The building is shown on the first edition of the OS Map of 1833, and is captioned “the cottage." It is captioned “Mountjoy Cottage” on the third edition map of 1905-6. Griffith’s Valuation of 1858 values the house at £25. A marginal note reads: “...purchased in 1858 for £2,110,... [the] house and offices [are] vacant, and in bad repair.” The value is increased in 1861 to £28. Mitchell and Rowan write that Mountjoy Forest was one of the largest plantations in Ireland at the time and comprised about 3,000 acres. Around 1780, “the patriot improver, Luke Gardiner, aided by John McEvoy, the author of the statistical survey of Co. Tyrone,” began planting trees, which by 1802 covered 927 acres. Charles Matthews, a late [eighteenth-century] actor is said to have helped in laying out details of the plantation.” (Rowan, p. 429) On his tour of Ireland in 1822, Surgeon to the Royal Navy Thomas Reid wrote that he had gone riding through “Mountjoy park, and the extensive demesne belonging to the Earl of Blessington, which are rich and well laid out, but not kept in the best order. I had travelled through this part of the country seventeen years before, and within that time it has undergone little improvement” (Reid, p.208). The house was built by the first Lord Mountjoy, or by his father Charles Gardiner of Rash House, MP for Taghmon in County Wexford. On Mountjoy’s death in 1798 his son, Charles John, the Earl of Blessington “began to carry out grandiose schemes on his estate, a little theatre was constructed in the forest, and the cottage gained a miscellany of castellated additions, which have all the character of amateur work. A long range was added on the northeast, and at the west end of the old house a great room was built at a higher level, with a delightful Gothic plasterwork cornice and a big mullioned window in a turreted gable end. The drawing room in the centre of the old house gained a nice Ionic marble fireplace and oak and laurel garlands in plaster on the ceiling….” (Rowan, p.430). The theatre alluded to may have in fact been housed in the west wing of which only a fragment survives (“Old Mountjoy”). The OS Memoirs note that “Mountjoy Forest, the principal part of the north of Cappagh belongs to Mr Gardiner of Mountjoy forest. …the present house called ‘the cottage’ is an inferior erection, room having being added to room which do not form any regular suite….Mr. Gardiner keeps a small pack of hounds for his own amusement. He has also introduced an annual race in the demesne, which tends as all amusements do, to bring a number of idle persons into the country and lowers the state of public morals.” In 1876, the house became the seat of the Rt.Hon. Sir William Grey Ellison-Macartney, sometime Governor of Tasmania and Western Australia and MP for Tyrone (“Old Mountjoy”). Mr. Dickie took over the property from the McCartney family in 1918. References: Primary Sources 1. PRONI OS/6/6/26/1-First Edition OS Map (1833) 2. PRONI OS/6/6/26/2-Second Edition OS Map (1854) 3. PRONI OS/6/6/26/3-Third Edition OS Map (1905-6) 4. PRONI VAL/1/B/645B –Townland Valuation (1856-64) 5. PRONI VAL/2/B/6/47A -Griffith’s Valuation (1858) 6. PRONI VAL/12/B/41/32A-33G –Valuation Revisions (1860-1925) Secondary Sources 1. Day, A. and P. McWilliams, eds. “OS Memoirs of Ireland, Parishes of County Tyrone I, 1821, 1823, 1833-36, Vol. 5.” Belfast: Institute of Irish Studies, 1990. 2. Reid, Thomas. Travels in Ireland in the Year 1822, Exhibiting Brief Sketches of Moral, Physical, and Political State of the Country: With Reflections of the Best Means of Improving Its Condition (London: Longman, Hurst, Rees, Orme, and Brown, 1823), p.208. 3. Rowan, Alistair. “North West Ulster: Londonderry, Donegal, Fermanagh, and Tyrone.” Buildings of Ireland Series. Dublin: Penguin Books, 1979. 4. “Old Mountjoy, Mountjoy Forrest, near Omagh, County Tyrone.” File in the Historic Buildings File, NIEA. 5. Mitchell, C. J. Haldane, Ed. Images of Omagh and District. Vol. 7. Omagh: Rotary Club of Omagh, 1999.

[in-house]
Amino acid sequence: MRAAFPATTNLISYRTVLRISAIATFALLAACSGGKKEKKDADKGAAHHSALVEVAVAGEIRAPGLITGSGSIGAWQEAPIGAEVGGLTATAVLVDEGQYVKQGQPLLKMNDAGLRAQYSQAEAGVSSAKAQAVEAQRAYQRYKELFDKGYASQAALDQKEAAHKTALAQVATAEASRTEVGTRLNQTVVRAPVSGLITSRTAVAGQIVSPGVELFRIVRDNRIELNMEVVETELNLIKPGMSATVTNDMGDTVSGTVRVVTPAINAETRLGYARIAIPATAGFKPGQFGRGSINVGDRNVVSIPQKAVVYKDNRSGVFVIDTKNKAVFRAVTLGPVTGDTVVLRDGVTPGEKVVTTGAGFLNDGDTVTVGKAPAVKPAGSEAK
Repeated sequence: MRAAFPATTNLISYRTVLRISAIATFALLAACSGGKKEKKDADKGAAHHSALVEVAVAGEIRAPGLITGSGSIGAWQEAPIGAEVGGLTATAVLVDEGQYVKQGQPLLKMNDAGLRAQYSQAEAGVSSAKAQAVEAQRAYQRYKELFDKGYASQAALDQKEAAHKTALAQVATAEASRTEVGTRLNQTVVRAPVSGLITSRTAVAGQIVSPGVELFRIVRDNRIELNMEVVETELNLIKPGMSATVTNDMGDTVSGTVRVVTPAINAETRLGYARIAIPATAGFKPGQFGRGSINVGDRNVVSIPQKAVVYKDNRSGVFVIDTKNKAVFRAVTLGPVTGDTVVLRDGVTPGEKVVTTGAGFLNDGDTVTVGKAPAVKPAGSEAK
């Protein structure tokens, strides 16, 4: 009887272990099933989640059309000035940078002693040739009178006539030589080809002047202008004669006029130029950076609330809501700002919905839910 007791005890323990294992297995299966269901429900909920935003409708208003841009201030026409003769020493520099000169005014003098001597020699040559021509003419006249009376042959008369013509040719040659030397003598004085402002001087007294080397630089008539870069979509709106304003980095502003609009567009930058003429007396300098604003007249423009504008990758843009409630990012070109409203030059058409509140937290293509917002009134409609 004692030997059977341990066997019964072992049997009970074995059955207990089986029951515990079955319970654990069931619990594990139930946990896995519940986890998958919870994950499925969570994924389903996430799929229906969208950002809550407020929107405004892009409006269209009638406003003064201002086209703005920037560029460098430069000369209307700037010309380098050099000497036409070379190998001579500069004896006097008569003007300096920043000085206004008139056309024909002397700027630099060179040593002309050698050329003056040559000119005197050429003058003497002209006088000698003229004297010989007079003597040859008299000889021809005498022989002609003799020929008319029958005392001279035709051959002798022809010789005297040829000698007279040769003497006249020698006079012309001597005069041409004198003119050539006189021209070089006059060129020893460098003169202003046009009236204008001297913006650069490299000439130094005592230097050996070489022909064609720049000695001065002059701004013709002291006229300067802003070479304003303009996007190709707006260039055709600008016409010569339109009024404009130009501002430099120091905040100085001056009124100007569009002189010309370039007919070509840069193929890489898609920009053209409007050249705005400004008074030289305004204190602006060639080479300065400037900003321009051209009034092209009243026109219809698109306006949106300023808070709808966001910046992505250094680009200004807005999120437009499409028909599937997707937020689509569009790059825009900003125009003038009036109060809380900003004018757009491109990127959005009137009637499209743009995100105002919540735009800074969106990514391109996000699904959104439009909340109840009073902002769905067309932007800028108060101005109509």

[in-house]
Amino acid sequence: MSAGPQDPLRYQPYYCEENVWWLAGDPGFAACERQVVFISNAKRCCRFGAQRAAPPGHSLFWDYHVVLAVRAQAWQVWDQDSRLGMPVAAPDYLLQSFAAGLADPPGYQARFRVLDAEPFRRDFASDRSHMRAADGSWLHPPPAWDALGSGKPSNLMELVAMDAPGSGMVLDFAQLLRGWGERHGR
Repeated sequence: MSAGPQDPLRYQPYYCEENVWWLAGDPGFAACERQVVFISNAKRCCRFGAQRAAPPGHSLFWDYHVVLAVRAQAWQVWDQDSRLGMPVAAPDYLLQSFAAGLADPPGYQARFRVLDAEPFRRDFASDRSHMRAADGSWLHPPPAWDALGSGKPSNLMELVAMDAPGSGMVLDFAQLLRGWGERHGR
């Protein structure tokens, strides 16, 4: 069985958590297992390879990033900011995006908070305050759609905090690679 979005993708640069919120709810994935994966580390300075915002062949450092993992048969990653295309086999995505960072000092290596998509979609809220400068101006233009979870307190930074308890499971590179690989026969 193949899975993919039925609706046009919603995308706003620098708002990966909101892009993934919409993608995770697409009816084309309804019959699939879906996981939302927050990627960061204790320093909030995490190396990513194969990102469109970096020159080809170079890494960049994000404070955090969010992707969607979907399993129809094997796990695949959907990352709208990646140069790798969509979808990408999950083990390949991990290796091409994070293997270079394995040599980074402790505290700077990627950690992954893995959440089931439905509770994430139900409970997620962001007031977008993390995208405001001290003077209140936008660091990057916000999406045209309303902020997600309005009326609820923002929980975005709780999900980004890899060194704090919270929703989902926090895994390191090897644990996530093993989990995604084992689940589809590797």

Criteria for Listing

Architectural Interest

A. Style B. Proportion C. Ornamentation D. Plan Form H-. Alterations detracting from building I. Quality and survival of Interior J. Setting

Historic Interest

X. Local Interest V. Authorship Z. Rarity


An asymmetrical two-and three-storey multi-bay castellated country house, built c.1780, remodelled c.1820. Built in Mountjoy Forest by the first Lord Mountjoy or his father, the MP for Taghmon in County Wexford, this was originally a modest five-bay two-storey dwelling. This complicated house was further developed by the Earl of Blessington and displays a multitude of accretions embellished with decorative features dating from the early nineteenth century. It is this rather complicated composition that remains to the present and retains most of its early nineteenth century features including, crenellated parapets, decorative chimneystacks, arched and mullioned sash windows and its irregular staggered layout. While some windows have been replaced with uPVC, the overall impression remains intact within its picturesque landscaped setting. It is a significant example of a large property that has developed according to fashion and was associated with a family of important landowners and public figures.

General Comments

Date of Survey

04 March 2009